Sanders' open theism historical considerations Pt. 2

Openness of God by Pinnock, Sanders, etc.* After all these years: Bob Enyart continues yesterday's discussion with Dr. John Sanders, one of the co-authors of the modern classic, The Openness of God, written with Pinnock, Rice, Hasker, and Basinger. At you can follow his work and you'll likely love John's books including:
- Theology in the Flesh: How Embodiment and Culture Shape the Way We Think about Truth, Morality, and God
- No Other Name: An Investigation into the Destiny of the Unevangelized [compare to our BEL Romans study]
- The God Who Risks: A Theology of Divine Providence

* The Reply Bob Never Gave to Dr. Sanders: When walking in Eden and speaking with Abraham, God the Son temporarily took upon Himself the form that He would later permanently inhabit. In so doing He not only prefigured the Incarnation, but He also tried it on while briefly emptying Himself of power, presence, and knowledge the way He would a few millennia later but for 33 years. A quarter century ago, after their meeting in Chicago, John emailed asking Bob about his position on Genesis 18 regarding God the Son saying, "I will go down now and see whether they have done altogether according to the outcry against it that has come to Me; and if not, I will know." This is like the Genesis 3 Christophany when Adam and Eve, "heard the sound of the Lord God walking in the garden in the cool of the day and Adam and his wife hid themselves from the presence of the Lord God among the trees of the garden. Then the Lord God called to Adam and said to him, 'Where are you?'" Most theologians describe these as literary devices, rhetorical questions that are figures of speech and some open theists get pulled into that claim which then quickly backfires. For in Genesis 22 God says to Abraham, "Now I know that you fear God, since you have not withheld your son, your only son, from Me." So then the Calvinist argues that this too should be taken figuratively. Of course the Bible frequently uses figures of speech, including at times when speaking about God. However, narrative comprises huge swaths of Scripture, including so much of Genesis and the Gospels, precisely because narrative is the hardest type of writing to misrepresent. As a general hermeneutic, if taking a text more literally is consistent with the plot of the Bible, and in this case, consistent specifically with Genesis and the Gospels, then the literal understanding trumps any proposed rhetorical interpretation. To God the Son, becoming a Man was not nothing. It was so extraordinary, that His favorite title for Himself became the Son of Man. Recall that in Genesis 1 God said, "Let Us make man in Our image, according to Our likeness…" Mankind is made in God's image and likeness, image referring to our form, and likeness to our essence as morally responsible persons. For God created a form, that is, an image, for the eternal Son to indwell. The verses Jehovah's Witnesses assume undermine Christ's deity are actually verses describing His taking up this image. For the very first thing that God created was this form for His Son to indwell. Then in that image, as we read again in Genesis 9, "He made man." So "God created man in His own image; in the image of God He created him..." Even in the making of a mere fingerprint, which goes far beyond any tactile need and is an information management system, before giving these to Adam, God put them first on gorillas, chimpanzees, koala bears. It rejects the biblical account to assume that God the Son never temporarily indwelt the image that He would then permanently put on at the Incarnation. As at other times, in the Garden and later in the Judean highlands overlooking Sodom, God the Son experienced what it was like to take on not only the form of a man, but also the the limitations of a man. Thus, like He did thousands of years later, in these early Christophanies the Lord emptied Himself of much of His power, presence, and knowledge. The experience was far more extraordinary for Him than it was for those He visited. It was merely incidental that He didn't have x-ray vision in Eden and it was just a consequence of trying on His humanity that He would go in person to learn firsthand as a Man what it would be like to judge men.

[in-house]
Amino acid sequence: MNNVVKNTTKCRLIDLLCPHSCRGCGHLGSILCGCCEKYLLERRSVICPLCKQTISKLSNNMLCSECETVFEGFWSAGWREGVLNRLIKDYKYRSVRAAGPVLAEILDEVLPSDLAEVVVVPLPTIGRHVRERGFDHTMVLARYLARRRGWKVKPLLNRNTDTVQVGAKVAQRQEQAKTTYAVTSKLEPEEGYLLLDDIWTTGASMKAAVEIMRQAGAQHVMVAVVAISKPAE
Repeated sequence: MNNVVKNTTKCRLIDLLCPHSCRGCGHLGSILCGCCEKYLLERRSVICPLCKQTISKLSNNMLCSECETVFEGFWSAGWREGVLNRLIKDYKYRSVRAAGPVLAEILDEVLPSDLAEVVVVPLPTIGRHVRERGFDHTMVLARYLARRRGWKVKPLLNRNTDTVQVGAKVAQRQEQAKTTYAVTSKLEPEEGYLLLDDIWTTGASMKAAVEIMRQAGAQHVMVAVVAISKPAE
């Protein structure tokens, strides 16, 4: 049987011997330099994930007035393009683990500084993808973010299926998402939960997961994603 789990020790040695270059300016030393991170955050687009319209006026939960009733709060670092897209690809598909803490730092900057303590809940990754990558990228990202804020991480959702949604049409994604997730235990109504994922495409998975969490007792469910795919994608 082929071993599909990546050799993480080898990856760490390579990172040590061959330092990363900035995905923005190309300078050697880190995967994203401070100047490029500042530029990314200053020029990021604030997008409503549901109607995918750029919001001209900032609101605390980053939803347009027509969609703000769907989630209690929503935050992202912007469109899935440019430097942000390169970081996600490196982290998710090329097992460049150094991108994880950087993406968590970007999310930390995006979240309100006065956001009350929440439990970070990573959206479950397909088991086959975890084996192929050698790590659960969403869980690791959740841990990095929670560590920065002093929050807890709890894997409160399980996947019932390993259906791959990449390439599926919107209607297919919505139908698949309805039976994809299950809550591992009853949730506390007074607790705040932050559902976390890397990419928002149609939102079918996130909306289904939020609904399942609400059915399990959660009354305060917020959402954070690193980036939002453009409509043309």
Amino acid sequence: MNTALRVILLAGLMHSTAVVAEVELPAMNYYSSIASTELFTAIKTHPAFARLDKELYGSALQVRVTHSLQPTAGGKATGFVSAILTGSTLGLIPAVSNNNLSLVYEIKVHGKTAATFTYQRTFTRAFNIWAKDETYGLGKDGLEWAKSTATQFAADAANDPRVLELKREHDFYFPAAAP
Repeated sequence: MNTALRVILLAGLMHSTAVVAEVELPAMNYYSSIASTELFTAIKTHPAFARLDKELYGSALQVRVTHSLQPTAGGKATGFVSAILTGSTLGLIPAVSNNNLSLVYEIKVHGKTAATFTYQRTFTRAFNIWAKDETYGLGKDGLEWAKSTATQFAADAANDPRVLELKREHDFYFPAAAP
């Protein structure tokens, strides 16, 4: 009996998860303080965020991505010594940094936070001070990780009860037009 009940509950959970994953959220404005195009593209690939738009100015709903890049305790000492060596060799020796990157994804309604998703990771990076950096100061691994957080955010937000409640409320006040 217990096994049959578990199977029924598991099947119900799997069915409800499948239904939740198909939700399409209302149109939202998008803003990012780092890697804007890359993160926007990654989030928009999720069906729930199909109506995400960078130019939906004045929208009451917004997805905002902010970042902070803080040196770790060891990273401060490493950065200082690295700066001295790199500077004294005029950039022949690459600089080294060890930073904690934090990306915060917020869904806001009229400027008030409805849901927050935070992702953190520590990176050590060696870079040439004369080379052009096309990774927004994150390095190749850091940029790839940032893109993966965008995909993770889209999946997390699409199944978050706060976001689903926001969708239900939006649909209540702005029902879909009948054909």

Today's Resource: Open Theism Seminar


Open theism seminar with Bob Enyart on three DVDs!

Another fantastic BEL seminar, this time, on the topic of Open Theism, answering the question, is the future settled or open? The Open View teaches that God can change the future. He interacts with the flow of history and changes the outcome of the future as it unfolds by His decisions and actions.